According to technical data submitted to the Commission, the Garni pump station has a total electricity consumption of 169 Kilowatts. Taking into account that the pump station may not operate all day long, each month the electricity account for the Garni pump station will be in the region of six thousand dollars. This is one of the points highlighted in the packet of documents that GAP submitted to the Bank’s Department of Institutional Integrity in March this year.
Water Pipes for Advertising Hoardings
Coming back to the site trip to verify where old corroded water distribution pipes had been replaced by new; A. Utilities submitted documents to the Parliamentary Commission showing that more than four million dollars had been spent to purchase a variety of diameters of steel pipes for the Municipal Development Project. Richard Walkling, Authorized Representative of A. Utilities, and doubling as General Director of the Yerevan water company, submitted six project documents to the Commission, detailing where the pipe replacement work had been completed. But when asked for the documentary evidence to show that the pipes had actually been used for those projects, instead of providing contracts, Walkling submitted a ledger of works orders that provided details of emergency repairs. The Commission lawyer studied the documents and deemed them all to be falsified or counterfeit. That led to the site visit, to visibly verify that the pipes had actually been installed. But Walkling’s specialist declined to take Tasker to any of the sites, explaining that the pipes were already under ground and could not be seen. A request to look into manholes, to visibly inspect the ends of the new pipes was also refused. Out of six projects, A. Utilities could not show one that had been implemented.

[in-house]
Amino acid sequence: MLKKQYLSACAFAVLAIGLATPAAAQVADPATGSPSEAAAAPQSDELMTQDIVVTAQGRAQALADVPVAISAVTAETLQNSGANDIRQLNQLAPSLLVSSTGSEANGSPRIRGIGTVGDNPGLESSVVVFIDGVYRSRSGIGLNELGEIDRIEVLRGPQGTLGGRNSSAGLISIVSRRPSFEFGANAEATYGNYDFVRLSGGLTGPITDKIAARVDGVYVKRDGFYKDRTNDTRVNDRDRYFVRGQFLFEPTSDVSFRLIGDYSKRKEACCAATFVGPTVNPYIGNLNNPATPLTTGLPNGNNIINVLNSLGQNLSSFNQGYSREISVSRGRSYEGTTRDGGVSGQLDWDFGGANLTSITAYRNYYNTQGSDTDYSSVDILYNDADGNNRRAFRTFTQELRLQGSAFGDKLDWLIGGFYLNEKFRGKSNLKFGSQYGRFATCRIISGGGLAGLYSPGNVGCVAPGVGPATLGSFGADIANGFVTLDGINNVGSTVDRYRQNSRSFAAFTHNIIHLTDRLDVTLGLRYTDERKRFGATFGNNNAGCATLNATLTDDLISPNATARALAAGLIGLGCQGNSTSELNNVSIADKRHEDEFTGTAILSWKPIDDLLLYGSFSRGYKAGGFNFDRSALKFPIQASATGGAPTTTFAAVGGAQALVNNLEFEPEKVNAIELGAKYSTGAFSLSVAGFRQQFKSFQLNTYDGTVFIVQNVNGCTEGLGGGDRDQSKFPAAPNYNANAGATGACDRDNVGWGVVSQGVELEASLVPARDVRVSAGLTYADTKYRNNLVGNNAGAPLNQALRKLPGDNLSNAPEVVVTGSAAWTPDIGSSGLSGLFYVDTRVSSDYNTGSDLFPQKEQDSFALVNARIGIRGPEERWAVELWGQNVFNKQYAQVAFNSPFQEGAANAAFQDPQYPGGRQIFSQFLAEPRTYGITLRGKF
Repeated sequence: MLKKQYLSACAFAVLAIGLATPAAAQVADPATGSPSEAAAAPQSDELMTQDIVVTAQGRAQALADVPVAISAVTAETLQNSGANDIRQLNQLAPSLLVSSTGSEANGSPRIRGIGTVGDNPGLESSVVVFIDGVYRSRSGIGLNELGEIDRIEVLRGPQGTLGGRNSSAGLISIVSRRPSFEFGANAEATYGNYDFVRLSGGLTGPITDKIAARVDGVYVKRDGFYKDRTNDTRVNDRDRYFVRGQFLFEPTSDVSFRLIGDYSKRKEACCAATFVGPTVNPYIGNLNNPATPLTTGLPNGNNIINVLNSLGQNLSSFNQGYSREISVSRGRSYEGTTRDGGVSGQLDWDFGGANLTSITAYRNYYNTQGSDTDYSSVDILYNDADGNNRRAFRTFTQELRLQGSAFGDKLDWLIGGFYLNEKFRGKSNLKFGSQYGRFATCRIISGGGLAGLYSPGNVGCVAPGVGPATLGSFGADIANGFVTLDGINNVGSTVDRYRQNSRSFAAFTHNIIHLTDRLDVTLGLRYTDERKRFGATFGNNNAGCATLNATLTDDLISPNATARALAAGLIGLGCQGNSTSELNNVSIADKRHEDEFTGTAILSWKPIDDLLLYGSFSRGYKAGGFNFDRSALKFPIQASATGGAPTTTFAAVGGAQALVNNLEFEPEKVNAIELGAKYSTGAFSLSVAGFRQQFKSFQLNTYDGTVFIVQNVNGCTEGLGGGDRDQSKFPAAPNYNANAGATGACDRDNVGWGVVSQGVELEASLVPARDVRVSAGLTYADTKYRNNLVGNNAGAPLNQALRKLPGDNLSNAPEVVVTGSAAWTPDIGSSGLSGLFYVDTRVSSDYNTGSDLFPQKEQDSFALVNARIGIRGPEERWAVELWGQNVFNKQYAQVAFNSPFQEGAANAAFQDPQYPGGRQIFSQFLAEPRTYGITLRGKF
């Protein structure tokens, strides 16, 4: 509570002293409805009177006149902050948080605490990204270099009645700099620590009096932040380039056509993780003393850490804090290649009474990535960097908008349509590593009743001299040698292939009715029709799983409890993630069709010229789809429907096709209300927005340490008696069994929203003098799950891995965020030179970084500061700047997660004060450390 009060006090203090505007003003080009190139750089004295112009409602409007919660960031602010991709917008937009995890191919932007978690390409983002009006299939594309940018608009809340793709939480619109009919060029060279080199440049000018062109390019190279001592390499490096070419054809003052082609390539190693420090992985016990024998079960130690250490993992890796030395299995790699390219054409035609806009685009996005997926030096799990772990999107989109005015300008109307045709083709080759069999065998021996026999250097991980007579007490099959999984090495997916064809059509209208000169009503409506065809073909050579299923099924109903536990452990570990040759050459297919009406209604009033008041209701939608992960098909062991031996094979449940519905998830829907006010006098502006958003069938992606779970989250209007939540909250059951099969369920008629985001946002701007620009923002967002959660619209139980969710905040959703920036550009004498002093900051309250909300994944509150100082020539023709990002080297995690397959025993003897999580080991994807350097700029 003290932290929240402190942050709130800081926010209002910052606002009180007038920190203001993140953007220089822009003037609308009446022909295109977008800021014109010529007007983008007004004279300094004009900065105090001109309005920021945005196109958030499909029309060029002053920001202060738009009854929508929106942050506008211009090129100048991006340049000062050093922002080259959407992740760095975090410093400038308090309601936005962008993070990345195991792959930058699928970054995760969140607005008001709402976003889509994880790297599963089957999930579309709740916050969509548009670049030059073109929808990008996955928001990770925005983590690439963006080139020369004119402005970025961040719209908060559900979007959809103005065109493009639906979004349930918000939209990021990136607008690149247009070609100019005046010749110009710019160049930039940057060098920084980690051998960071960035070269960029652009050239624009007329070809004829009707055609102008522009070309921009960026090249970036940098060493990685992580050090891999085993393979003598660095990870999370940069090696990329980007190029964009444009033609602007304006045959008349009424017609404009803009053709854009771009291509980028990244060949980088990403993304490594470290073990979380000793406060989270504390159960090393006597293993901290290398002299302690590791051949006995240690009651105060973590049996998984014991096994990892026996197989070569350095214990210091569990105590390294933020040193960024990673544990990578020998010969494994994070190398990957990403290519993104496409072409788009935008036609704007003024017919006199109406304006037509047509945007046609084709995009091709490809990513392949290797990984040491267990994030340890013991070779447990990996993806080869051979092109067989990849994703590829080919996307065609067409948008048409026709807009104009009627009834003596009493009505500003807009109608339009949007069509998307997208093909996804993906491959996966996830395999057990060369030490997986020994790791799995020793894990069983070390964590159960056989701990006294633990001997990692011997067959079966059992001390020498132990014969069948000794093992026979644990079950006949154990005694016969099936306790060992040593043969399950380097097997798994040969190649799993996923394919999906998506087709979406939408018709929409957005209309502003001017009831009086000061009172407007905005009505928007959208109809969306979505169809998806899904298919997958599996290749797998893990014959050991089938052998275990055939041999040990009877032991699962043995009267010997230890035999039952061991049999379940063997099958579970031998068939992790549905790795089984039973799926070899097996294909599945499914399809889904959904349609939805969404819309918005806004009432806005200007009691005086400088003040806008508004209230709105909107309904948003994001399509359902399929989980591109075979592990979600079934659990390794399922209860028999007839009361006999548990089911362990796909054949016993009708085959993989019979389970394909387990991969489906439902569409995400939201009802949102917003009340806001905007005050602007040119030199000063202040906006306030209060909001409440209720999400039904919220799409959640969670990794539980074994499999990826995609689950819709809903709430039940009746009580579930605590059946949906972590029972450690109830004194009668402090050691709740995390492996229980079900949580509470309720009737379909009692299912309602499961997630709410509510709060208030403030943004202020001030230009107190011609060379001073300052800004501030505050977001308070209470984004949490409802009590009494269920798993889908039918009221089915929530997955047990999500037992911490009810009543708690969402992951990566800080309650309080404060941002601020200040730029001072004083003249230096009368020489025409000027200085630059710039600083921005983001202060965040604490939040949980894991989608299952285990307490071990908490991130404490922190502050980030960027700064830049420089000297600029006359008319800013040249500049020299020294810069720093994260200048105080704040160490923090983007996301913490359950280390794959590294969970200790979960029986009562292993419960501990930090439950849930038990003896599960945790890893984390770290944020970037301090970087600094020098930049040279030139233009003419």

According to Tasker, further inquiries revealed that the pipes purchased for the project were not used for the purpose intended. According to the Armenian security services, they had been used for other purposes. For instance, they were used for the frameworks and stanchions of advertising hoardings, which at that time sprang up throughout the city, promoted by the town mayor’s office, and coordinated by the chief city architect, Nareg Sarkissian. The larger diameter pipes were used for the stanchions and the smaller diameters for the frameworks. In that way, the pipes were not used to replace old water pipes as intended, but by all accounts with the help of the mayor’s office, were diverted to alternative profit-making ventures.
So today those pipes are not laying horizontally under ground providing reliable and consistent water to Yerevan’s water subscribers, they are vertically inclined above ground, making profits for the advertising agencies. Of course, the various organizations in the water sector must have known about this activity, including the State Water Committee, headed by Gagik Martirossian, the Project Management Unit, Director Varazdat Avoyan, and including the credit provider, the World Bank, who’s Country Manager was then Roger Robinson.
Yet another credit not used for the purpose intended, to be accounted for by the next Armenian authorities, paid with public funds collected from Armenia’s future generations.
168 Hours reporter